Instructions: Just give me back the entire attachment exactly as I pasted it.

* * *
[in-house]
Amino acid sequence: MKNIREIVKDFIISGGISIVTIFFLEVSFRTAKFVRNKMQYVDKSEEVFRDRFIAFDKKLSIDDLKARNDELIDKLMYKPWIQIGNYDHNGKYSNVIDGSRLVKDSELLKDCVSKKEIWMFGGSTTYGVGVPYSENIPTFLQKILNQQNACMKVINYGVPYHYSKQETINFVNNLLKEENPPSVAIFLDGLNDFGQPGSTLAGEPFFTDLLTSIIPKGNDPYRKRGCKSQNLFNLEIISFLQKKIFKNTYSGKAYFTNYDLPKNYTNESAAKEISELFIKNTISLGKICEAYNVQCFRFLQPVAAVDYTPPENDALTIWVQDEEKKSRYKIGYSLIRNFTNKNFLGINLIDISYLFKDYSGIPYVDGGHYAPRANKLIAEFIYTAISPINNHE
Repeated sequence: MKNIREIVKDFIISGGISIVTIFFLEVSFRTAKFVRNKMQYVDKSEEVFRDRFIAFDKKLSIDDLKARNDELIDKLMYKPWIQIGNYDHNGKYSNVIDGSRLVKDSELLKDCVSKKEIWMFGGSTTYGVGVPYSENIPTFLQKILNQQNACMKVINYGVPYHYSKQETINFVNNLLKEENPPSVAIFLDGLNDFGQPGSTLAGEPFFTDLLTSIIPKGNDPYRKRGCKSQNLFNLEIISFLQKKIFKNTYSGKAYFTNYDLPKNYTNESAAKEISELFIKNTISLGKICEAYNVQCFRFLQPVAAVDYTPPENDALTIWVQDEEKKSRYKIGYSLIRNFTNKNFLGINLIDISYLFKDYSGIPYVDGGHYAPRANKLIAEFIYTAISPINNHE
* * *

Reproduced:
[in-house]
Amino acid sequence: MKNIREIVKDFIISGGISIVTIFFLEVSFRTAKFVRNKMQYVDKSEEVFRDRFIAFDKKLSIDDLKARNDELIDKLMYKPWIQIGNYDHNGKYSNVIDGSRLVKDSELLKDCVSKKEIWMFGGSTTYGVGVPYSENIPTFLQKILNQQNACMKVINYGVPYHYSKQETINFVNNLLKEENPPSVAIFLDGLNDFGQPGSTLAGEPFFTDLLTSIIPKGNDPYRKRGCKSQNLFNLEIISFLQKKIFKNTYSGKAYFTNYDLPKNYTNESAAKEISELFIKNTISLGKICEAYNVQCFRFLQPVAAVDYTPPENDALTIWVQDEEKKSRYKIGYSLIRNFTNKNFLGINLIDISYLFKDYSGIPYVDGGHYAPRANKLIAEFIYTAISPINNHE
Repeated sequence: MKNIREIVKDFIISGGISIVTIFFLEVSFRTAKFVRNKMQYVDKSEEVFRDRFIAFDKKLSIDDLKARNDELIDKLMYKPWIQIGNYDHNGKYSNVIDGSRLVKDSELLKDCVSKKEIWMFGGSTTYGVGVPYSENIPTFLQKILNQQNACMKVINYGVPYHYSKQETINFVNNLLKEENPPSVAIFLDGLNDFGQPGSTLAGEPFFTDLLTSIIPKGNDPYRKRGCKSQNLFNLEIISFLQKKIFKNTYSGKAYFTNYDLPKNYTNESAAKEISELFIKNTISLGKICEAYNVQCFRFLQPVAAVDYTPPENDALTIWVQDEEKKSRYKIGYSLIRNFTNKNFLGINLIDISYLFKDYSGIPYVDGGHYAPRANKLIAEFIYTAISPINNHE